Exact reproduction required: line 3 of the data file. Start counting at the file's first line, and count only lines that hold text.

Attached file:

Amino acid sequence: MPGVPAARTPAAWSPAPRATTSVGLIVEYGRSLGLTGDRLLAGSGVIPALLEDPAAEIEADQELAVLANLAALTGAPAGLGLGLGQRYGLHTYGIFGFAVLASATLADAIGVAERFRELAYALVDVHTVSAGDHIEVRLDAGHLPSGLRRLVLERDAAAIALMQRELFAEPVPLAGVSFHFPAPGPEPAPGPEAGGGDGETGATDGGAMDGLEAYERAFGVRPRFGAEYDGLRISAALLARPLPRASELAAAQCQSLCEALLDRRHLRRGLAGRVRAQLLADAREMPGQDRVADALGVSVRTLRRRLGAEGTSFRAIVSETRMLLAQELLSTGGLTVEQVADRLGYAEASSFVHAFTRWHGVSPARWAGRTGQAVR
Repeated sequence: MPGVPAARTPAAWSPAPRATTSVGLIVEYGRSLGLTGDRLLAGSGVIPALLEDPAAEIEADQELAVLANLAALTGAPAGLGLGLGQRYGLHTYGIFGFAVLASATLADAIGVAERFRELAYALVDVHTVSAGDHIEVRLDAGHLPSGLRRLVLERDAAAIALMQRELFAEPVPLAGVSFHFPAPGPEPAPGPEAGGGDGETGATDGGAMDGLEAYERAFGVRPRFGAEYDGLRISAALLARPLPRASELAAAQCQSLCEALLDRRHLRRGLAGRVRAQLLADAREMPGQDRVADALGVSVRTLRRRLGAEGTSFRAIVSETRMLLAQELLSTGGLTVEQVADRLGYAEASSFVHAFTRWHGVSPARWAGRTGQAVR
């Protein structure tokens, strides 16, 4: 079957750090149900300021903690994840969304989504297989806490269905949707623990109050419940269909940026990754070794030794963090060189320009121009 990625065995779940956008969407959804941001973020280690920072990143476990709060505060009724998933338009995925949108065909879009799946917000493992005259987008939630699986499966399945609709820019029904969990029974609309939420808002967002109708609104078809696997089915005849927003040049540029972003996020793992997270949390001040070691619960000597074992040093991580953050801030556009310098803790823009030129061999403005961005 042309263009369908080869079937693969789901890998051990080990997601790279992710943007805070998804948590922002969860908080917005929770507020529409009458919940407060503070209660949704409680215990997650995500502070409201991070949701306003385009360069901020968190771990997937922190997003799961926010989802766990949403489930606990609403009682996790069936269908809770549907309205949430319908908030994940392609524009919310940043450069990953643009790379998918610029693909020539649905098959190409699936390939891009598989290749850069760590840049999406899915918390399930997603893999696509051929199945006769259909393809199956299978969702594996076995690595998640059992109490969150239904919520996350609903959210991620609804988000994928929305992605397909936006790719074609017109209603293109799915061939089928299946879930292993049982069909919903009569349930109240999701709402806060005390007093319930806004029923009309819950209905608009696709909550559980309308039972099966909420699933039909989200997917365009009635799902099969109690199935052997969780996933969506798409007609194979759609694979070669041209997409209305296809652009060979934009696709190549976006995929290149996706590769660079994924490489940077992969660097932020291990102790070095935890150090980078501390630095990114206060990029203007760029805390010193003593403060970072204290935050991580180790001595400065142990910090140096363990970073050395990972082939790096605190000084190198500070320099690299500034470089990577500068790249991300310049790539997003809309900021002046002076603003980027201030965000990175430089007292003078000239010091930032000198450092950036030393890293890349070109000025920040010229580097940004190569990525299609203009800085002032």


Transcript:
């Protein structure tokens, strides 16, 4: 079957750090149900300021903690994840969304989504297989806490269905949707623990109050419940269909940026990754070794030794963090060189320009121009 990625065995779940956008969407959804941001973020280690920072990143476990709060505060009724998933338009995925949108065909879009799946917000493992005259987008939630699986499966399945609709820019029904969990029974609309939420808002967002109708609104078809696997089915005849927003040049540029972003996020793992997270949390001040070691619960000597074992040093991580953050801030556009310098803790823009030129061999403005961005 042309263009369908080869079937693969789901890998051990080990997601790279992710943007805070998804948590922002969860908080917005929770507020529409009458919940407060503070209660949704409680215990997650995500502070409201991070949701306003385009360069901020968190771990997937922190997003799961926010989802766990949403489930606990609403009682996790069936269908809770549907309205949430319908908030994940392609524009919310940043450069990953643009790379998918610029693909020539649905098959190409699936390939891009598989290749850069760590840049999406899915918390399930997603893999696509051929199945006769259909393809199956299978969702594996076995690595998640059992109490969150239904919520996350609903959210991620609804988000994928929305992605397909936006790719074609017109209603293109799915061939089928299946879930292993049982069909919903009569349930109240999701709402806060005390007093319930806004029923009309819950209905608009696709909550559980309308039972099966909420699933039909989200997917365009009635799902099969109690199935052997969780996933969506798409007609194979759609694979070669041209997409209305296809652009060979934009696709190549976006995929290149996706590769660079994924490489940077992969660097932020291990102790070095935890150090980078501390630095990114206060990029203007760029805390010193003593403060970072204290935050991580180790001595400065142990910090140096363990970073050395990972082939790096605190000084190198500070320099690299500034470089990577500068790249991300310049790539997003809309900021002046002076603003980027201030965000990175430089007292003078000239010091930032000198450092950036030393890293890349070109000025920040010229580097940004190569990525299609203009800085002032």